Tough Times for the President: Political Adversity and the Sources of Executive Power

by Ryan J. Barilleaux and Jewerl Maxwell


*This book is in the Politics, Institutions, and Public Policy in America book series
(Series editors: Scott Frisch and Sean Kelly)

As Barack Obama neared the end of his second year in office, his political future was in doubt. His job approval ratings had fallen below fifty percent. In the 2010 congressional midterm elections, voters gave Republicans a sizable majority in the House and narrowed the Democrats’ majority in the Senate. Independent voters, who had been so important to Obama’s 2008 victory, abandoned the president and Democratic candidates. Observers began to speculate on whether the president could win reelection in 2012. Unemployment remained high, the economy was still weak, and the president’s conduct of the wars in Iraq and Afghanistan seemed to satisfy neither his antiwar base nor his conservative critics. The euphoria of Election Night 2008 was gone; in the words of one scholar, 2010 was “the great repudiation” of Barack Obama.

Mr. Obama’s situation is not that unusual for American presidents. Even a cursory glance at the office in modern times reveals that presidents rarely enjoy the sort of strong support that Americans associate with “heroic” presidents. Popular presidents such as FDR and Reagan encountered difficulties. In fact, every president since World War II—except John F. Kennedy—experienced at least one period of political adversity. Nevertheless, the way the presidency is thought of tends to focus on great expectations of what they can accomplish, not the more workaday political challenges that most presidents face. Furthermore, even less attention is paid to those situations in which presidents encounter situations of political adversity that make all efforts at governing difficult, even if any incumbent is more likely to experience tough times rather than grand achievements.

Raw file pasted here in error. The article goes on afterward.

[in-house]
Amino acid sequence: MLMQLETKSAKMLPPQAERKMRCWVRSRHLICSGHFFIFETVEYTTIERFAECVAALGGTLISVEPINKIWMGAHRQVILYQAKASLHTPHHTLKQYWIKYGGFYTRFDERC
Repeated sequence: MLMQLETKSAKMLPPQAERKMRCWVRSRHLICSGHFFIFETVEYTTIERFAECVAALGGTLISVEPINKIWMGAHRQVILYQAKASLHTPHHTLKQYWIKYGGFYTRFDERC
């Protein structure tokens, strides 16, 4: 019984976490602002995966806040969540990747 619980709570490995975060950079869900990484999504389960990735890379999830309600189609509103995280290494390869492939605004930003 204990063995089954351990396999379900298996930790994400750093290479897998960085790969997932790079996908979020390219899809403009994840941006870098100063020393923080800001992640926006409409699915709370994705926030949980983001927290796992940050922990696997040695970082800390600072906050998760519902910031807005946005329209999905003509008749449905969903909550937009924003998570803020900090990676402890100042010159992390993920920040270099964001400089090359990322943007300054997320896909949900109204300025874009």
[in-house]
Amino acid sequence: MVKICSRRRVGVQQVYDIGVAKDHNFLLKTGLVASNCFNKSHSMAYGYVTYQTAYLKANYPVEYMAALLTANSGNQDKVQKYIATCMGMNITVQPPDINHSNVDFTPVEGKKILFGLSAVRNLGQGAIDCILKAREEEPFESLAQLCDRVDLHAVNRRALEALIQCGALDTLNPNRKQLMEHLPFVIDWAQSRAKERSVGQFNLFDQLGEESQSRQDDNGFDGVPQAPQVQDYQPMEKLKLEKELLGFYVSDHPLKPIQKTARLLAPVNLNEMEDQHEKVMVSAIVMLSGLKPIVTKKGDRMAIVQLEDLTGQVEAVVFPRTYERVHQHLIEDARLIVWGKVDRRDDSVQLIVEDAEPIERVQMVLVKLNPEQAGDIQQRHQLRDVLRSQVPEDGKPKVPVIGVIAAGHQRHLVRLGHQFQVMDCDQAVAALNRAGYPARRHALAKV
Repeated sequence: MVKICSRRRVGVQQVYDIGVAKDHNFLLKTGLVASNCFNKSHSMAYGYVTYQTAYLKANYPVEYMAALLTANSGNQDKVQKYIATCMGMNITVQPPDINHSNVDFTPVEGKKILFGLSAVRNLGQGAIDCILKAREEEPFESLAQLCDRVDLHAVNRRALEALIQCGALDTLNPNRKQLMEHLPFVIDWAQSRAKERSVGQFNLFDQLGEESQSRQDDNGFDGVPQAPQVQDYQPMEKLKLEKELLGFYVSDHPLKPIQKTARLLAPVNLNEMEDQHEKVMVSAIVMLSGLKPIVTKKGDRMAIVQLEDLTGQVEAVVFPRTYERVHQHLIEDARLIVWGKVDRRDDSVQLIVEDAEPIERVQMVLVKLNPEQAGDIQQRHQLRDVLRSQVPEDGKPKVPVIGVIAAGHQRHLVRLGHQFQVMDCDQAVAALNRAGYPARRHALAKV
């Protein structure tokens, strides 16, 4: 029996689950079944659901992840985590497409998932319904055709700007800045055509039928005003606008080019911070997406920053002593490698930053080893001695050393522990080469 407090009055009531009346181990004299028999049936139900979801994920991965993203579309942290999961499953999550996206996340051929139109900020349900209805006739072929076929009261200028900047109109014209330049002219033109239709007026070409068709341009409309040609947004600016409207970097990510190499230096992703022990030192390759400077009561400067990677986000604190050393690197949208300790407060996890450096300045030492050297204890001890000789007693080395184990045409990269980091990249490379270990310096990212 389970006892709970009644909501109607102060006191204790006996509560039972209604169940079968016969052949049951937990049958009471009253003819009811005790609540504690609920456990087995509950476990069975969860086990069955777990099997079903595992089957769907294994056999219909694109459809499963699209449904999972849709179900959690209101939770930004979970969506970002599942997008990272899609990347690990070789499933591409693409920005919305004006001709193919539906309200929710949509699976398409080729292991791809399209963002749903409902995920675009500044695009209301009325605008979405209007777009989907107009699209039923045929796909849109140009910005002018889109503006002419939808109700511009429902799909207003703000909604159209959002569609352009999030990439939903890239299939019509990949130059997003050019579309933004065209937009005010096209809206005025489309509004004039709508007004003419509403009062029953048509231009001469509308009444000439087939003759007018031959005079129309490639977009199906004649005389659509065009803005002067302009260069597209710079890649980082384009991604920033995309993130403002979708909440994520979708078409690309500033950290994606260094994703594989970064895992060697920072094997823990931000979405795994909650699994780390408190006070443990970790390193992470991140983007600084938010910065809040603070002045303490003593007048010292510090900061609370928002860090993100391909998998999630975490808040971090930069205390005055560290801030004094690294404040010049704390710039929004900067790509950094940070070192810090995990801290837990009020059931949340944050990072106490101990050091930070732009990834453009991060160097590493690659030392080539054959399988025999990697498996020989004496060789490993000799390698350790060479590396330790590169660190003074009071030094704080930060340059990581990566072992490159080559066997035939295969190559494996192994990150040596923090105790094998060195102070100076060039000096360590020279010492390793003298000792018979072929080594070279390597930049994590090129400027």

What is known about the difficulties presidents face and what can be learnt by examining situations of presidential adversity? How do presidents respond to such situations, and how do adverse circumstances both limit incumbents and stimulate them to be innovative or creative in their actions? This book explores presidents in “tough times,” a situation that has been generally overlooked by students of the presidency fascinated with the heroic presidents of history. It covers ten presidents—from Truman through George W. Bush—in eleven situations of political adversity.

  • *Harry Truman, following the Democrats’ loss of Congress in the 1946 election;
  • *Dwight Eisenhower, following the Republicans’ loss of Congress in the 1954 election;
  • *LBJ 1967–1968, as the Vietnam War divided the nation;
  • *Richard Nixon, as Watergate loomed ever larger;
  • *Gerald Ford, who lacked any kind of electoral base and whose pardon of Nixon robbed him of popular support;
  • *Jimmy Carter, who seemed overwhelmed by the problems facing his presidency;
  • *Ronald Reagan, as the Iran-Contra affair threatened his presidency;
  • *George H.W. Bush, who seemed paralyzed in the face of economic problems following the Persian Gulf War;